Accessibility statement

Analytical & Forensic Chemistry - CHE00035M

« Back to module search

  • Department: Chemistry
  • Module co-ordinator: Prof. Kirsty Penkman
  • Credit value: 10 credits
  • Credit level: M
  • Academic year of delivery: 2021-22

Module will run

Occurrence Teaching cycle
A Spring Term 2021-22 to Summer Term 2021-22

Module aims

Analytical measurements are essential to everyday life, required to determine the composition and control the quality of many products, to protect the environment and to monitor health. Consequently Analytical Chemistry has a major impact, not only in chemistry, but also in fields such as biochemistry, and the forensic, food, environmental and pharmaceutical sciences. Forensic chemistry is the application of analytical chemistry to the law and involves the examination of physical traces, such as body fluids, bones, fibres and drugs. Success in analytical chemistry requires the ability to make rigorous measurements, an appreciation of the principles and practice of modern instrumentation, and a problem-solving approach. This course aims to develop these skills, with an emphasis on the use of coupled chromatography-mass spectrometry techniques, a powerful combination with applications in the analysis of complex mixtures relevant to forensic, environmental and biological systems. Workshops will give you experience of research instrumentation applied to real-life problems. External lecturers will provide examples of applications in relation to forensics, drugs in sport, and the pharmaceutical industry.

Module learning outcomes

  • Appreciate the breadth and diversity of analytical science.

  • Select appropriate methods for specific questions, by understanding how molecules interact with each other and their environment.

  • Recognise the importance of QA in analytical laboratories

Module content

Multidimensional chromatography with mass selective detection (LJC, 5 lectures, 1 x 2h unassessed workshop)

General principles and environmental and forensic applications of linear and orthogonal chromatographic hyphenation (including GC-GC and LC-GC). Coupling chromatography to MS: experiment & theory. Advanced mass spectrometry for atmospheric chemistry.

Forensics and the environment (BJK & KEHP, 7 lectures, 1 x 2h unassessed workshop)

Background, scope and legislative context; Determining the sources of hydrocarbon pollution; Pesticides in foodstuffs and the watercourse; Chemistry in the forensic examination of graves; Stable isotopes as probes of source and geographical origins; Quality assurance (QA), contamination & quantification issues.

Applications to forensic science (JFH, 5 lectures, 1 x 3h assessed workshop)

Locard’s principle, sampling collection and processing; Analysis and Profiling of Drugs of Abuse; Body fluid analysis – DNA profiling; Use of spectroscopy in forensics

New Directions in Analytical & Forensic Chemistry (Guest lecturers, 2 lectures)

Three external lecturers provide examples of real-world applications to forensics, drugs in sport, and the pharmaceutical industry. Previous speakers have included analysts from AstraZeneca, Reckitt Benckiser, the Horseracing Forensic Laboratory,  YorkTest, GSK and BioArCh.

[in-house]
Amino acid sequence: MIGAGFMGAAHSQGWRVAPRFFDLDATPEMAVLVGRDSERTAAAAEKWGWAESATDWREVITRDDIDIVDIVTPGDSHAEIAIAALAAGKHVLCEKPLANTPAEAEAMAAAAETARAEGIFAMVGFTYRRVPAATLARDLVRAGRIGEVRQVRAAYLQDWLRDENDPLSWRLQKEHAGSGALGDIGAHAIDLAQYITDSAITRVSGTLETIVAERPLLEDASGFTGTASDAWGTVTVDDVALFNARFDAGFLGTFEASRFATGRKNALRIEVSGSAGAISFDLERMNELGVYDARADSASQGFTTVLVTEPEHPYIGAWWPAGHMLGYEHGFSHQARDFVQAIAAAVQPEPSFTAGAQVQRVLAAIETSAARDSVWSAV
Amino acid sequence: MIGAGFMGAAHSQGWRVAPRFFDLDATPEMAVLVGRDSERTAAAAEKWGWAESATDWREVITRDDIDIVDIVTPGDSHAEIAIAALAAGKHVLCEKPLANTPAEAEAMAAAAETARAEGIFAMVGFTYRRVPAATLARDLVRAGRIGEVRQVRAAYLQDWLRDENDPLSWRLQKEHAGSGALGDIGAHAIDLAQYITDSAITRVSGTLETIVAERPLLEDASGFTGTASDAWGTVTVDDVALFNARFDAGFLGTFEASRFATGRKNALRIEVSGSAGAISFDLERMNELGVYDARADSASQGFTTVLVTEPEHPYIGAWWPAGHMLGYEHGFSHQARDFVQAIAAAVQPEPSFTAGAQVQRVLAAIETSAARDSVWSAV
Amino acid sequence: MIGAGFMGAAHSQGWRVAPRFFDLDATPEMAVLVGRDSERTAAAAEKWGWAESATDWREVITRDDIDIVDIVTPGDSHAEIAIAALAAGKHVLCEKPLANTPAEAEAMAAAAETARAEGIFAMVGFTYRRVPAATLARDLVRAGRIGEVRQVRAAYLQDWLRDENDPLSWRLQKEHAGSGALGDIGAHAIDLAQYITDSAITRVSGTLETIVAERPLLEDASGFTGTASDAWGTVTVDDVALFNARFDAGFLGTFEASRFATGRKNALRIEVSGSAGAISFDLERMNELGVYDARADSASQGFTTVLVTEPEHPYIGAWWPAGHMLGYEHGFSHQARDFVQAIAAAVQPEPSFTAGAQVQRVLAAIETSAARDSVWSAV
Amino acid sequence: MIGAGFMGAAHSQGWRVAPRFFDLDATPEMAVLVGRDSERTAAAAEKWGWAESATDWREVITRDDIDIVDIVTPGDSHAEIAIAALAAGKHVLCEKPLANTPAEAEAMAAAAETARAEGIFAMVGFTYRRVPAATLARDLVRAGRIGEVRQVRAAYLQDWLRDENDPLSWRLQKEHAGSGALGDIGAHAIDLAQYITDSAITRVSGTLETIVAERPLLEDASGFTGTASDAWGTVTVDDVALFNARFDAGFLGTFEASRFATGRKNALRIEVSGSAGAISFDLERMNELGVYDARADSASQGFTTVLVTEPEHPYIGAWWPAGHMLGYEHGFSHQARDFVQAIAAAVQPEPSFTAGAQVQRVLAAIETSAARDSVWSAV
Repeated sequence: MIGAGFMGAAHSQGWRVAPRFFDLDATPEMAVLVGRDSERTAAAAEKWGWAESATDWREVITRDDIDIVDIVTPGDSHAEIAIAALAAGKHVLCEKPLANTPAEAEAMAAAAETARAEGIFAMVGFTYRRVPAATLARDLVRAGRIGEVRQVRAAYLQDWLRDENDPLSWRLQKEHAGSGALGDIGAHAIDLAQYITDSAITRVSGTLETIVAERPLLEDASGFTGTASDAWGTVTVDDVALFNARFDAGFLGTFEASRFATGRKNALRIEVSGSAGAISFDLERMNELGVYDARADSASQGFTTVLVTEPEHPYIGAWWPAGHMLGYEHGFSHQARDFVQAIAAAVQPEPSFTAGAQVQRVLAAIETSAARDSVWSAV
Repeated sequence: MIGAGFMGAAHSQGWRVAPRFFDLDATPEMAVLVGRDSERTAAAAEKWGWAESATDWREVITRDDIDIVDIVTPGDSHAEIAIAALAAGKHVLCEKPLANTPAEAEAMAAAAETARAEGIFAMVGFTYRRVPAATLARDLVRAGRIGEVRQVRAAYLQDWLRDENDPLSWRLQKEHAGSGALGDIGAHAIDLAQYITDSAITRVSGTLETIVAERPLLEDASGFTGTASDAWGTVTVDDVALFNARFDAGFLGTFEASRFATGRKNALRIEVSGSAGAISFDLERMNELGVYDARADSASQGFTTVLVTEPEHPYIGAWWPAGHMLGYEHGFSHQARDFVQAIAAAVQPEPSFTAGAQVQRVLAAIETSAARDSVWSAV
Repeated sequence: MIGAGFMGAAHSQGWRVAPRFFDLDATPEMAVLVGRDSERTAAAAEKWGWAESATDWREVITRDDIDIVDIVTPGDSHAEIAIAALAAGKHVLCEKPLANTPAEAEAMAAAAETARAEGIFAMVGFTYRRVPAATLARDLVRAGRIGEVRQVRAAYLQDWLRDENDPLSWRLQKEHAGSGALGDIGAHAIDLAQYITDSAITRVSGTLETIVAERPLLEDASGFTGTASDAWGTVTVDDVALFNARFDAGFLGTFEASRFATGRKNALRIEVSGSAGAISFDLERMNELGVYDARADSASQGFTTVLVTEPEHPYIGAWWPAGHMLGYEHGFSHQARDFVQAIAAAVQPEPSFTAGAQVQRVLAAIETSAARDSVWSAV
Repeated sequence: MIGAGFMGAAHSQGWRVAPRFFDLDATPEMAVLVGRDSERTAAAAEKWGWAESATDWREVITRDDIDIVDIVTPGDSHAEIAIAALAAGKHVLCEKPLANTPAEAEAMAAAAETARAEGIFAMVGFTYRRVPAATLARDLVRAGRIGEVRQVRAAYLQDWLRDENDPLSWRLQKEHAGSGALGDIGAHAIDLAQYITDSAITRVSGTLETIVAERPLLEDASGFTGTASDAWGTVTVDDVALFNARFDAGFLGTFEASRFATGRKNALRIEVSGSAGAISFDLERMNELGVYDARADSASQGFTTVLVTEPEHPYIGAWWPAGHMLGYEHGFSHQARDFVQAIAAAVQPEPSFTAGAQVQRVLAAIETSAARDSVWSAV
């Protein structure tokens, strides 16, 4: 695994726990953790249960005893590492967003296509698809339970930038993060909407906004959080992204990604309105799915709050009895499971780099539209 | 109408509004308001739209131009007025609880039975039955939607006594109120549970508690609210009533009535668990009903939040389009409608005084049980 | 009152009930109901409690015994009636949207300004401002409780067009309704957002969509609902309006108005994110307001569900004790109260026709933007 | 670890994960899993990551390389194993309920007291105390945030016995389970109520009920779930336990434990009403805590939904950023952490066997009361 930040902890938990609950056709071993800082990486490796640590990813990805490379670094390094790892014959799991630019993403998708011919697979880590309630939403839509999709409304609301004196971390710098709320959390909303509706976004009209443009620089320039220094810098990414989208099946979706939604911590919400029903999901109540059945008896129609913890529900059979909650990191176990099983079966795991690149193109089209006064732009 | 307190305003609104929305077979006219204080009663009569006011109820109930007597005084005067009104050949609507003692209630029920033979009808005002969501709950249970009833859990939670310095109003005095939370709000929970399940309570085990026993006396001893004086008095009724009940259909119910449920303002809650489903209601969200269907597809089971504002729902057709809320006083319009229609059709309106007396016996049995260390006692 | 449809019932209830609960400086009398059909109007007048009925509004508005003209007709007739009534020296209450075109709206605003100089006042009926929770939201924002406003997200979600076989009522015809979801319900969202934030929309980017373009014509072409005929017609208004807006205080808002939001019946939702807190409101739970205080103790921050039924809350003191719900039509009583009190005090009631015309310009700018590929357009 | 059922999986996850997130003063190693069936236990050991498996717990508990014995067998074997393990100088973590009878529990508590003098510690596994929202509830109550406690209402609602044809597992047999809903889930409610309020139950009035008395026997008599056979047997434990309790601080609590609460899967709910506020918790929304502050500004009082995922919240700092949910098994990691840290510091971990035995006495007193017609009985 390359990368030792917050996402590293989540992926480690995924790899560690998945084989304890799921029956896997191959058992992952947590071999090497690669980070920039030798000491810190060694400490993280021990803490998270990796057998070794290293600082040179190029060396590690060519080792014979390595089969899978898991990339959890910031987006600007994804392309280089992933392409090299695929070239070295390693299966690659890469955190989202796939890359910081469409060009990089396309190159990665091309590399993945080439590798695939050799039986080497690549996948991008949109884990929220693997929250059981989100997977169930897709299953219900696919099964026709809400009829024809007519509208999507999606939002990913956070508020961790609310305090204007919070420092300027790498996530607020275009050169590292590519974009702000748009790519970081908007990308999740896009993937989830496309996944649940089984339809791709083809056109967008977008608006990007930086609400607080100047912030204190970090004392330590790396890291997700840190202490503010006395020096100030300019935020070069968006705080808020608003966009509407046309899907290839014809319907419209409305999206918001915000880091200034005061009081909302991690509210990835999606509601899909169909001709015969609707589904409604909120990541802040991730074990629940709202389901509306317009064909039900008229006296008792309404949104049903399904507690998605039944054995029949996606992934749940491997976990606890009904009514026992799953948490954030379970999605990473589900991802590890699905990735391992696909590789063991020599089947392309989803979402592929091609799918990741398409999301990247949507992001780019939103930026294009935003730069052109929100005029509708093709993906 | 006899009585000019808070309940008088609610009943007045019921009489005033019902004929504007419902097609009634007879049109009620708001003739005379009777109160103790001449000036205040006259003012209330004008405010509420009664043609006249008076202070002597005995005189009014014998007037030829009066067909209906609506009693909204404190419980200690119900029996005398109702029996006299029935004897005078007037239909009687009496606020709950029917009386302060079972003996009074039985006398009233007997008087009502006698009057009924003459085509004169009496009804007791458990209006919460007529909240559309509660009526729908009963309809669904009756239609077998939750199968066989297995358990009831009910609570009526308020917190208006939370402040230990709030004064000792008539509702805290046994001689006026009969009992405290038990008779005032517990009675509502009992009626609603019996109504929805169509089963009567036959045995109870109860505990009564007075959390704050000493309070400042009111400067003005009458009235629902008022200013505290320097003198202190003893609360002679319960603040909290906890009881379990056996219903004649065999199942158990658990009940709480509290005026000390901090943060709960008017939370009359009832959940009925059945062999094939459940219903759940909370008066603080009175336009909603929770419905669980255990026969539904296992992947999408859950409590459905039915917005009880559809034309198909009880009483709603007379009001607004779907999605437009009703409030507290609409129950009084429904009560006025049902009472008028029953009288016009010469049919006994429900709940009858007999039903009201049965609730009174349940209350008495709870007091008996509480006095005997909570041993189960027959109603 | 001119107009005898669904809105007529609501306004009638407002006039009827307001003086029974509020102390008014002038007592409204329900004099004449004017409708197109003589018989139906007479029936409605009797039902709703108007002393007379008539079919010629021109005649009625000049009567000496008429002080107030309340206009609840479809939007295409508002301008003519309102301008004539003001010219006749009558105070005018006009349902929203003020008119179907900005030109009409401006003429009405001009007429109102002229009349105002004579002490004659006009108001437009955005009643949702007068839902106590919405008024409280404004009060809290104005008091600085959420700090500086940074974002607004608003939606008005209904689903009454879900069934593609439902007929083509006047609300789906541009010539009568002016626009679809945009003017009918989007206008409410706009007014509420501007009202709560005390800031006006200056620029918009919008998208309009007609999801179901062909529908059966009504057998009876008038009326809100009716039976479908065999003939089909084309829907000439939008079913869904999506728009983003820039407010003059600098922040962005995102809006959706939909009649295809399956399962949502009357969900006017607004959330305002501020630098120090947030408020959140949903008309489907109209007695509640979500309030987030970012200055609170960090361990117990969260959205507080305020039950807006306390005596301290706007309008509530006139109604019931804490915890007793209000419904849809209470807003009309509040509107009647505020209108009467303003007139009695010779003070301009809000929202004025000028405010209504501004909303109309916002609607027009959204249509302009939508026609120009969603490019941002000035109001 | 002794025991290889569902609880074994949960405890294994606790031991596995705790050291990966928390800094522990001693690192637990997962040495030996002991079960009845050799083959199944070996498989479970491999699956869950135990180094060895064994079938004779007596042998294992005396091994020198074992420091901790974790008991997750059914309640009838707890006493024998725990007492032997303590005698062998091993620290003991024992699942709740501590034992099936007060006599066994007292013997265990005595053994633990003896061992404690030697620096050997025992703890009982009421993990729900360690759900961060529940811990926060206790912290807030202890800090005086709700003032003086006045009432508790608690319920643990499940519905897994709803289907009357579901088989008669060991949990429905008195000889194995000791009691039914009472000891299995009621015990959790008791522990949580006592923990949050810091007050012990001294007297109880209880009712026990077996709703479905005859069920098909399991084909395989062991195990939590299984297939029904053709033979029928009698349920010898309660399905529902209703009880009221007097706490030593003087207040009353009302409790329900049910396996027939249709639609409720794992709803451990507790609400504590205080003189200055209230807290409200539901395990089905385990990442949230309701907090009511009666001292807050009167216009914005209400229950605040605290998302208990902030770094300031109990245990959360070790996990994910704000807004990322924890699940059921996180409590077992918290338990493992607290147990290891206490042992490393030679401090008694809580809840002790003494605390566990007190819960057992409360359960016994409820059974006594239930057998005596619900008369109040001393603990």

Task Length % of module mark
Assessed Workshop
N/A 30
University - closed examination
Analytical & Forensic Chemistry
N/A 70

Special assessment rules


Additional assessment information

Formative assessment: through workshops for LJC & BJK/KEHP's courses.

The continuous assessment for AF, worth 30% of the total module marks, is based on the “Applications to Forensic Science” workshops, although builds on all the material in your course.

The workshops are in Week 2 of the Summer term. The group is split into two workshops - your personal timetable has the information on which one you should go to.

The workshop involves developing strategies to collect and handle evidence. The assessment itself is in the form of an expert witness statement including data analysis and interpretation of evidence. You will have two weeks to complete this. The deadline for handing in the witness statement is 12.00 on Friday Week 4 Summer term.

The exam accounts for 70% of the total module marks, and is based on LJC & BJK/KEHP's courses through 2 compulsory 20 mark questions in the Summer Common Assessment Period.


Task Length % of module mark
Assessed Workshop
N/A 30
University - closed examination
Analytical & Forensic Chemistry
N/A 70

Module feedback

Written and/or oral feedback for workshops will be given either during the sessions or within 20 working days.

Closed exam results with per-question breakdown are returned to the students via supervisors within 5 weeks (as per special approval by the University Teaching Committee). Outline answers are made available via the Chemistry web pages when the students receive their marks, so that they can assess their own detailed progress/achievement. The examiners’ reports for each question are made available to the students via the Chemistry web pages.

Indicative reading

This is a research-led course so up-to-date scientific publications will form the majority of the reading.

The information on this page is indicative of the module that is currently on offer. The University is constantly exploring ways to enhance and improve its degree programmes and therefore reserves the right to make variations to the content and method of delivery of modules, and to discontinue modules, if such action is reasonably considered to be necessary by the University. Where appropriate, the University will notify and consult with affected students in advance about any changes that are required in line with the University's policy on the Approval of Modifications to Existing Taught Programmes of Study.